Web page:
Welcome to another retrospective! “Good Intentions” was on repeat for me a lot early in the pandemic. Listening to it now feels like a weird sort of reclaiming. It’s like I’m taping over the old memories. Same for “Worried About You” – I can’t remember when I last had this on repeat; it might’ve been early in the pandemic as well. Either way, the new listening has taken on a different context. I really like how it starts out so softly: we see a different part of Mick’s range, especially on the “go up in smoke” line. The “kuh” stands out.
“On the Wall” is probably pretty obvious. When am I not listening to the Mary Chain? I discussed this song in one of my Covers Corner posts. I haven’t listened to the cover version in a while. I’m just really diving into the original. The synthesizers are a hallmark of the Darklands and Automatic era.
A recurring theme this month was isolated drum tracks. Unfortunately, none of them are on Spotify that I can find, so you’ll have to settle for one of the originals that I was listening to. “Fool in the Rain” is a favorite of mine in the Led Zeppelin catalogue. The line “Well there’s a light in your eye that keeps shining/Like a star that can’t wait for the night” is so lovely to me and gets stuck in my head a lot.
This month was a blend of throwbacks and dance songs, looking forward and looking back. With “Rosanna” and “Inside Your Skin,” I visited the ’80s. I was looking up “obscure ’80s songs” for another project I’m working on, and that song by The Outfield came up. They’re best known for “Your Love,” of course, but I really like “Inside Your Skin.” It has a lovely echo and the lyrics are romantic and yearning. “Rosanna” is definitely not an obscure ’80s song; I just love the drums.
“Cold Heart” came out of the early days of the pandemic, but I didn’t discover it until recently. I think the samples of “Rocket Man” are so clever. “Always” is another dance song. It has the distorted pulse that appears in lots of songs from channels like MrSuicideSheep and Chill Nation.
I read about Arcade Fire’s new album WE in a magazine and, being the ’00s girl that I am, I had to check it out. “Age of Anxiety I” is the standout there for me. It captures the ennui that Arcade Fire has perfected.
Speaking of ennui, I closed out the month by listening to “The Freshmen” on repeat. I had that song on repeat when I was a freshmen, so it was interesting to revisit it. Now that enough time has passed, I really don’t feel the same angst that I was overwhelmed with when I first listened to it so often. I can appreciate the song for what it is, and it actually is a really good song. The blend of drums and rough guitar are an echo of Nirvana.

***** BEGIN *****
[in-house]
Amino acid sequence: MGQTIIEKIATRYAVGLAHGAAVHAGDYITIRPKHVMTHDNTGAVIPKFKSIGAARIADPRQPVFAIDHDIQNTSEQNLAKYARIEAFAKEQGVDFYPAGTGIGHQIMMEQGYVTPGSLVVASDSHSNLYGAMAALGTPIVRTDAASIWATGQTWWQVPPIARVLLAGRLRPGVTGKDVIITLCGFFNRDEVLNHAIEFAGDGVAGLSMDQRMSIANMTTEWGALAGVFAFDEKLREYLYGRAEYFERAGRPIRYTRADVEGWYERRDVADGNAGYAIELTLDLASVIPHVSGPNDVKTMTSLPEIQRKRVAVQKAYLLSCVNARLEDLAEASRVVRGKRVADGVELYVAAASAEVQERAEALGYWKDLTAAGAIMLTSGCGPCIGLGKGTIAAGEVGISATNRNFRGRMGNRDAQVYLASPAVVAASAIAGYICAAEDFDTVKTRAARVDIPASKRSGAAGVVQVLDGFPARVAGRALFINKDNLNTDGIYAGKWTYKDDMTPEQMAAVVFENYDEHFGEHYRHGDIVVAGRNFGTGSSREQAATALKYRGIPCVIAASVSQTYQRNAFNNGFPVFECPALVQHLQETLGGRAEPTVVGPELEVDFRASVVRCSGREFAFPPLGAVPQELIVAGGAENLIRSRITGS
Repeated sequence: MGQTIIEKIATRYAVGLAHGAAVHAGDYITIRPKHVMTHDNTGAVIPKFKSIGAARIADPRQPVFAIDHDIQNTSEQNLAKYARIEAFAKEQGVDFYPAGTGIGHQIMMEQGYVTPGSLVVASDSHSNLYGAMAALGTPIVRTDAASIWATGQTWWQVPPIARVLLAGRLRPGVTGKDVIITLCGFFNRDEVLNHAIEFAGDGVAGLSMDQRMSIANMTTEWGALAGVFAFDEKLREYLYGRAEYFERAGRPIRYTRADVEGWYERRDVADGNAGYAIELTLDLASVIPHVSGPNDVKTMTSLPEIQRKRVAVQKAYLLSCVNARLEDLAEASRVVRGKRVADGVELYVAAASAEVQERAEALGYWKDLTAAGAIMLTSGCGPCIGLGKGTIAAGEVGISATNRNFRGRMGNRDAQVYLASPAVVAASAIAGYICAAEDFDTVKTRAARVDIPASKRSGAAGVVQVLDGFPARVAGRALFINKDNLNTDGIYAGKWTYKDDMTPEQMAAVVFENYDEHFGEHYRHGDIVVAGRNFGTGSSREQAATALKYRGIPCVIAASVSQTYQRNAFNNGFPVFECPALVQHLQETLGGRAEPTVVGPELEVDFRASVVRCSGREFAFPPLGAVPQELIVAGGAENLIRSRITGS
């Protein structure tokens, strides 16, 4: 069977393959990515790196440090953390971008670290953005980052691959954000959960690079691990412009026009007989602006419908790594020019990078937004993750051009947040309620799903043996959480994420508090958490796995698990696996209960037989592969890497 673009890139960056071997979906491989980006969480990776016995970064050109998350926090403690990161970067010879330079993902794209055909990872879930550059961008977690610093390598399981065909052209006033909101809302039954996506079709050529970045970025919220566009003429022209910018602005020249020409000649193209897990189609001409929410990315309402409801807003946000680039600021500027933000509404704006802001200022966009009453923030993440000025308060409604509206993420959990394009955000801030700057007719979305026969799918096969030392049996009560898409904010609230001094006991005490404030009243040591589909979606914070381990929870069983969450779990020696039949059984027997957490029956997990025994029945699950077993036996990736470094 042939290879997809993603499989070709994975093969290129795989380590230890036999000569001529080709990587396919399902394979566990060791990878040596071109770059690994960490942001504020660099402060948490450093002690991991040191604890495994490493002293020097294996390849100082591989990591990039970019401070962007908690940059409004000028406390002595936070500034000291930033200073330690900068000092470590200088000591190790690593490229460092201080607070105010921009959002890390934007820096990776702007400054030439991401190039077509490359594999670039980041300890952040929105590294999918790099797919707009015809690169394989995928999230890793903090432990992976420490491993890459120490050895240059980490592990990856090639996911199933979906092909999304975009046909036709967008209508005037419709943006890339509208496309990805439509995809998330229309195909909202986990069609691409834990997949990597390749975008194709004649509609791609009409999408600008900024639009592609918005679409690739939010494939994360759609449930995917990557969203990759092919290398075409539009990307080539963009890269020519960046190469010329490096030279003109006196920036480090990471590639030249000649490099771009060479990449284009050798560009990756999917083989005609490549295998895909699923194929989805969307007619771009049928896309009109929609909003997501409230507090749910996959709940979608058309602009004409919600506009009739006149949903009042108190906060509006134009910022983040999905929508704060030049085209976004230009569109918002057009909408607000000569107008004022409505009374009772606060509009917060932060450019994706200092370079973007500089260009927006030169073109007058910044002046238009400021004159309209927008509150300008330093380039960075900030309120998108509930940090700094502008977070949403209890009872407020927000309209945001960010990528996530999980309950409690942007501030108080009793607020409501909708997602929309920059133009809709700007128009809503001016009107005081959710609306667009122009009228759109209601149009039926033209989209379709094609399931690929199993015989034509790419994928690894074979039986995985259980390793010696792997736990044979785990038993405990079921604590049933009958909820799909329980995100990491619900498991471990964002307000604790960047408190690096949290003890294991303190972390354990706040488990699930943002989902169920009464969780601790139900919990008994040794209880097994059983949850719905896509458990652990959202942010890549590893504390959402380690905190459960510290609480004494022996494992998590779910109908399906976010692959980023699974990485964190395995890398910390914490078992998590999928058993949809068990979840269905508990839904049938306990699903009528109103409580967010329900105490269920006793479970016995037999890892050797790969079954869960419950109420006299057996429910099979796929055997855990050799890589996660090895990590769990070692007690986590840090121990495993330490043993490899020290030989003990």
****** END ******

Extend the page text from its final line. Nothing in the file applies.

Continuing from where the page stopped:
This month features two of my all-time favorite songs: “Rolling Waves” by The Naked and Famous and “Southern Cross” by Crosby, Stills & Nash. The latter is definitely a summer song, so I tend to break it out around this time of year, but it also just gets me. Something about lookin’ for that woman girl and the line, “she is all that I have left, and music is her name.” For “Rolling Waves,” I can’t really explain what I love about it; maybe the lyrics, maybe the heart-pounding way the beat ultimately crests.
We’ve also got some dance music on the playlist. This speaks to my former life as a dancer, but also, in all honesty, it’s just great background music for while I’m working. (Sometimes that’s all you need in a monthly obsession; music serves a lot of different purposes.)
Meanwhile, “Red Red Wine” was a new discovery. Who knew that it’s actually a cover, and that the original was by Neil Diamond? Not me, that’s for sure. I may talk about it more in depth for a Covers Corner feature, but what I’ll say here is that Swamp Gold, Vol. 2 has delivered another gem.
Very mini mix this month (she said alliteratively). I think I just didn’t keep as good of a track, as it were, of what I had on repeat like I usually do. That said, I did want to call out one of the gems on here. Alex Melton has been in the game for a while, and I was listening to/rediscovering his work. He primarily does “y’allternative” covers, a genre he seems to have developed; it’s essentially country-style covers of pop-punk classics. In April, one of the covers I had on repeat was “Miss You” by blink-182. I’ll have to do a longer entry on Alex eventually for my Covers Corner series.
It was ’60s and ’70s vibes around here this past month, apparently. I love “America” by Simon & Garfunkel. Not sure if it’s my favorite song of theirs, but it’s pretty high up there. (I may have mentioned at one point that I like the soundtrack version of “Mrs. Robinson” better than the original. #hottake) There was a time when I’d turn it up at the chorus: “it took me four days to HITCHHIKE FROM SAGINAW/I’VE GONE/TO LOOK FOR AMEEEEERICA.” Think you can’t belt along to ’60s folk crooners? Think again!
“Morning Has Broken” is such a romantic song to me. It’s so hopeful and joyful as well: today is a new day, just like the first one ever made. “Medicine” is romantic, too, though obviously in a different way. It’s a paean to someone that’s literally healed the narrator. The song is softer and more sweeping than the others in The 1975’s catalogue, and is definitely my favorite.
“Stealin'” by Uriah Heep was a new discovery this month. I love it! The song starts out like an echoing version of a country song and crunches into hard rock made for jamming. Now that’s something you can belt along to.